1. Microchip your pet. In the aftermath of Hurricane Katrina, we learned how easily pets can lose their collars and ID tags. A microchip implanted under the pet’s skin is the best permanent identification, and is recommended even if your pet never leaves the house. A flood, tornado, hurricane, or even a surprise bolt out the door could separate you. A microchip is a small electronic chip with a unique ID number, in a capsule the size of a grain of rice. When a pet is found, the ID number is read by a hand-held scanner moved over the pet’s back, and the microchip company is notified. The company looks up the ID number in their database to find the owner. A microchip will only reunite you with your pet if you’ve registered your current contact information with the manufacturer of the chip. Microchip technology has improved over the past ten years. A universal scanner is now available that can read the microchip number from any manufacturer.
  2. Keep good pet records, including a current photo of you with your pet (to verify ownership) and photos of your pet’s unique identifying markings and characteristics. Store your pet’s vet, food, and medication records in one place (like The Not Without My Dog Resource & Record Book). Include information on your pet’s daily routine, words your pet knows, and other useful tips for anyone taking care of your pet in an emergency situation. Make sure a designated person knows where your pet’s information is stored, in case something happens to you. Print the photos of you and your pet; don’t rely on photos stored on your phone, which won’t be accessible if power is lost.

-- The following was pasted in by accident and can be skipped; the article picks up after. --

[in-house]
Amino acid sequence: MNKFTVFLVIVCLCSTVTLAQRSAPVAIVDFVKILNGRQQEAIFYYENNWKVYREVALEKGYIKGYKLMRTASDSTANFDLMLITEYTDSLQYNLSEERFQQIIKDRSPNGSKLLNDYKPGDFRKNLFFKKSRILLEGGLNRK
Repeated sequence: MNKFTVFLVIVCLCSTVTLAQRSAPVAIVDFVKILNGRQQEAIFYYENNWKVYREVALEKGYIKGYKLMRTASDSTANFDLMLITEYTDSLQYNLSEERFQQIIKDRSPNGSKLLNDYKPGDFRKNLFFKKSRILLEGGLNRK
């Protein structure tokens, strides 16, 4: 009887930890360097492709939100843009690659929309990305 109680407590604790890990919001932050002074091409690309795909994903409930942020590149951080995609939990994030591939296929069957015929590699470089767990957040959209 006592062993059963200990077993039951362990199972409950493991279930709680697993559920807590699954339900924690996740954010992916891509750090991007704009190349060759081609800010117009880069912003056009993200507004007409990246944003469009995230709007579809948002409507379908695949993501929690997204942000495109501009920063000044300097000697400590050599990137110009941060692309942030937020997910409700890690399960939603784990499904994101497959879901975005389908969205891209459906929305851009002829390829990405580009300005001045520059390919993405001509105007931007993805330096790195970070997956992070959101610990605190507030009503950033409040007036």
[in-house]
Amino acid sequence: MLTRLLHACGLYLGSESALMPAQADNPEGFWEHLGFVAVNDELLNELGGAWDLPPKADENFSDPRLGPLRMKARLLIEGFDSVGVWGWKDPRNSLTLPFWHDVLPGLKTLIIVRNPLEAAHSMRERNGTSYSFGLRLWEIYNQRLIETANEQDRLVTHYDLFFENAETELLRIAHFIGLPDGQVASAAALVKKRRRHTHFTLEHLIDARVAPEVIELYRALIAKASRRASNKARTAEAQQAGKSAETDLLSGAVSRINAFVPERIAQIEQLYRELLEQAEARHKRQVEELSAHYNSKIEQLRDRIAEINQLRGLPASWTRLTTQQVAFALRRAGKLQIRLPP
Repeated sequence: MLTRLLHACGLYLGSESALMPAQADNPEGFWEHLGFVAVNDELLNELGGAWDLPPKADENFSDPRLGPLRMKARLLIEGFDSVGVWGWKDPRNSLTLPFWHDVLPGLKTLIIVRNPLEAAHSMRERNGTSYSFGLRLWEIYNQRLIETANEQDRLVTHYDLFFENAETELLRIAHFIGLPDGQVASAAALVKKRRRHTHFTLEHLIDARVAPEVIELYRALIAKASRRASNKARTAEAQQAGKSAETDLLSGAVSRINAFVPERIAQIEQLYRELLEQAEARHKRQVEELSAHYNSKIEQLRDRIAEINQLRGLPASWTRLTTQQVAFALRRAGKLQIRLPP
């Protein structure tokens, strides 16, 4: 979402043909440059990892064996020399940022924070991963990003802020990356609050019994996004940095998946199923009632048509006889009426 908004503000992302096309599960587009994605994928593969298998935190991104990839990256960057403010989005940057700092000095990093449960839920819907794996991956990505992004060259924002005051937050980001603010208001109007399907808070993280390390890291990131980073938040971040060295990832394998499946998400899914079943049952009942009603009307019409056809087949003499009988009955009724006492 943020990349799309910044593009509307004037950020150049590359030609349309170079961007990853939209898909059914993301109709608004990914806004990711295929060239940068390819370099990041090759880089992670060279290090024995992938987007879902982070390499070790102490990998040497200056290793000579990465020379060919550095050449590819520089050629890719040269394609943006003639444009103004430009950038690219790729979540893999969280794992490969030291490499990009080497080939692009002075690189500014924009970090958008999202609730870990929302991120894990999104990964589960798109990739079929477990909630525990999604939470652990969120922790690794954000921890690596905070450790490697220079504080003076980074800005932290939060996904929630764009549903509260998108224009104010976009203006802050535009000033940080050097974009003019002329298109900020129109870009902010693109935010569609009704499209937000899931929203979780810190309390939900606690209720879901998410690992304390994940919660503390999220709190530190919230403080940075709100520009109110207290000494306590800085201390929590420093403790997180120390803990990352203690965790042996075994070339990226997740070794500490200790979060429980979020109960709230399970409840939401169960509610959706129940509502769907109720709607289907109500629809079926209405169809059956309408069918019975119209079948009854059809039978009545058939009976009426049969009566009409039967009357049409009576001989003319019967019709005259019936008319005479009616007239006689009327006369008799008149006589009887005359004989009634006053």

3. Make a disaster plan for your family and pets. Learn about the most likely natural disasters in your area. If you must stay home in a disaster situation, be prepared to survive without assistance. Assemble a kit to meet your family’s basic needs for at least three days. Store it in easily accessible waterproof containers. If you must evacuate, do not leave your pets behind. Keep carriers, leashes, and harnesses for your pets. Know the local evacuation routes, how you’ll transport your pets, and where you’ll take them. Plan alternate destinations because emergency shelters for people often don’t allow pets, and pet-friendly hotels fill quickly.
  4. Socialize and train your pets. Positively trained pets are less likely to get lost. Help your pets learn to be confident in different situations. Make sure they know how to walk on a leash/harness and are comfortable riding in their carriers in the car. Teach them to wait before exiting the car by pausing, then giving them a reward. I feed my cat in her carrier twice each day. Since she’s used to going in the carrier regularly, I could easily load her into it on short notice if needed. I’m also teaching her to be comfortable wearing a harness.

Not Without My Dog Book

Learn more and help flood victims in Louisiana by reading the Not Without My Dog Resource & Record book. Through September 30th, these books are on sale for $15 each. $5 per book sold will be donated to help human and animal victims of the August flooding in Louisiana (Click here to order: http://www.8statekate.net/wordpress/?page_id=1715). Thus, my dream of helping people and their pets stay safe will be fulfilled by educating those who purchase the book and helping those who have been affected by the floods. Thank you for your support!